Fake news threatens democracy by eroding trust. Students and media experts discussed what to do about fake news in three News-Decoder webinars.

This is part of a News-Decoder series on fake news.

Fake news matters because it goes right to the heart of democracy.

“If we can no longer trust the information that we receive online, then one of the main pillars of journalism and our democratic society would have suffered a mortal blow,” said Reuben Loewy, a teacher at Princeton Day School.

Loewy, who founded the Living Online Lab curriculum for navigating the digital world, was speaking at the start of a recent News-Decoder webinar devoted to fake news.

The above video captures snippets from that webinar and two others organized with Global Online Academy.

Students were front and center during each of the webinars — consistent with News-Decoder’s mission to offer a platform for expression to young people around the world.

In one webinar, Princeton Day School students led by News-Decoder ambassador Elaynah Jamal and History teacher Christian Rhodes offered three different proposals for tackling fake news — government oversight, a search engine algorithm and a free-market, laissez-faire approach.

Students at Greens Farms Academy and Indiana University critiqued each proposal, offering respectful observations in line with News-Decoder’s mission to foster civil dialog.

Each of the webinars featured experts in the field: Loewy; Peter Bale, president of the Global Editors Network; and Prof. Elaine Monaghan of Indiana University’s Media School.

“Fake news, fake stories have always been about. I think the difference now is the speed at which this information can circulate,” Bale said.

Monaghan underscored the challenge facing ethical journalists and the elusiveness of truth: “Journalists are not trying to tell the truth. They are trying to find it.”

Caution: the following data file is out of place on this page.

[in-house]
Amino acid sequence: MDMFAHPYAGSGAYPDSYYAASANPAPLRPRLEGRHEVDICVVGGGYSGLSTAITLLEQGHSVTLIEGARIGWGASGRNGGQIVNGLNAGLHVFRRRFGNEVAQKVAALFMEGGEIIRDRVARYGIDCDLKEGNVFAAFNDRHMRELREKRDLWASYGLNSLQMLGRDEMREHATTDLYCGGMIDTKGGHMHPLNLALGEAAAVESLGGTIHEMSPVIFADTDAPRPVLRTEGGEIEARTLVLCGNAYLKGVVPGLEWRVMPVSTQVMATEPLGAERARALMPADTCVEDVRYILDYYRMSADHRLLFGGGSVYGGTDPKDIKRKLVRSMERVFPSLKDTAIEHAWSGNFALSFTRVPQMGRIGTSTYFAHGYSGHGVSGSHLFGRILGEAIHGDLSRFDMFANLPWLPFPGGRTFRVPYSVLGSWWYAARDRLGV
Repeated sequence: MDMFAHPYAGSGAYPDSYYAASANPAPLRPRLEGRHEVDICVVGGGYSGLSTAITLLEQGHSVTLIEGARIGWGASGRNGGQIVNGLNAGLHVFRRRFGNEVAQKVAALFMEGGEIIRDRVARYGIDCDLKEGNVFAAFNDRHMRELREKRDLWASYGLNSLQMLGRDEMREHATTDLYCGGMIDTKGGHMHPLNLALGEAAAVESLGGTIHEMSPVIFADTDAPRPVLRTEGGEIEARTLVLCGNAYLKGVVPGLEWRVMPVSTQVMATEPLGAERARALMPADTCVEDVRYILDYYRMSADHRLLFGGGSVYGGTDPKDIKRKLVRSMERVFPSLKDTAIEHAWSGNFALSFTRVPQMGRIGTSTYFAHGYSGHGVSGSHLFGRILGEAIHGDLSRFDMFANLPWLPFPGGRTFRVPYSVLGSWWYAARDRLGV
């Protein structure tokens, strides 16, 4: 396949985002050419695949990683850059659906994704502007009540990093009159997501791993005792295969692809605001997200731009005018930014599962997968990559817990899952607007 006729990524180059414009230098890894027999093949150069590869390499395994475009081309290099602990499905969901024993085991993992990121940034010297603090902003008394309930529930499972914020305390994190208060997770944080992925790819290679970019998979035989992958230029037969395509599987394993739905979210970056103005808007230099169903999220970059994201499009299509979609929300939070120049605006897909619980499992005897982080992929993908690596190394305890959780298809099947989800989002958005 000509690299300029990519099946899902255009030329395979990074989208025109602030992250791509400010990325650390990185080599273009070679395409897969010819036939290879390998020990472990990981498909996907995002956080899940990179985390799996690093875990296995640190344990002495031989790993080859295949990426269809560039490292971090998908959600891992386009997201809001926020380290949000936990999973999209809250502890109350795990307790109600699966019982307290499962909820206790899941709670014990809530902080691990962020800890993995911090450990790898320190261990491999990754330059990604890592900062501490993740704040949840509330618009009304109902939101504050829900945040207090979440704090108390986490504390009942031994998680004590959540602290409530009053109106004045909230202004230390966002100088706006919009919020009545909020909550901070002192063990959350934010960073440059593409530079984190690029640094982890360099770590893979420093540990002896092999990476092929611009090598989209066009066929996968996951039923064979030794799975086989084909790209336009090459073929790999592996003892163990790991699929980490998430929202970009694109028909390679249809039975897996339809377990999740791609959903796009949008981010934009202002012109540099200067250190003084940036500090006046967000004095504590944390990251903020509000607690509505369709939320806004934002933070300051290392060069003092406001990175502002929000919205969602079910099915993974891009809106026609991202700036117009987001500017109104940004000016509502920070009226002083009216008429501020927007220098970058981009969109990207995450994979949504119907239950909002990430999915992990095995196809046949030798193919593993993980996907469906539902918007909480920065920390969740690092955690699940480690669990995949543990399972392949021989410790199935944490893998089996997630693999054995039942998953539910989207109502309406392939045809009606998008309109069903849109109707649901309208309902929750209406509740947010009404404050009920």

Students at Savannah Country Day School, which hosted one of the webinars, asked a series of penetrating questions:

  • Does fake news change people’s minds or just act as a confirmation of what one already believes?
  • What are the possible impacts on society of individuals believing in incorrect or fake news?
  • How can an average person know who to trust and how much one can trust them?
  • Are there any examples of times when fake news, propaganda or disinformation brought down or undermined governments?

“Tony Blair in the UK was most definitely brought down by his, either accidental or deliberate, manipulation of intelligence to take us to war in Iraq,” Bale said, referring to the former British prime minister.

Christine Bessias, a teacher at Durham Academy who facilitated the Global Online Academy mini-course on fake news that drew more than 1,200 students, had the last word:

“Truth does exist. It exists in journalism, in government, in science, in business, in whatever walk of life you find yourself in. And you’ll be reminded that truth exists whenever you encounter its opposite.”

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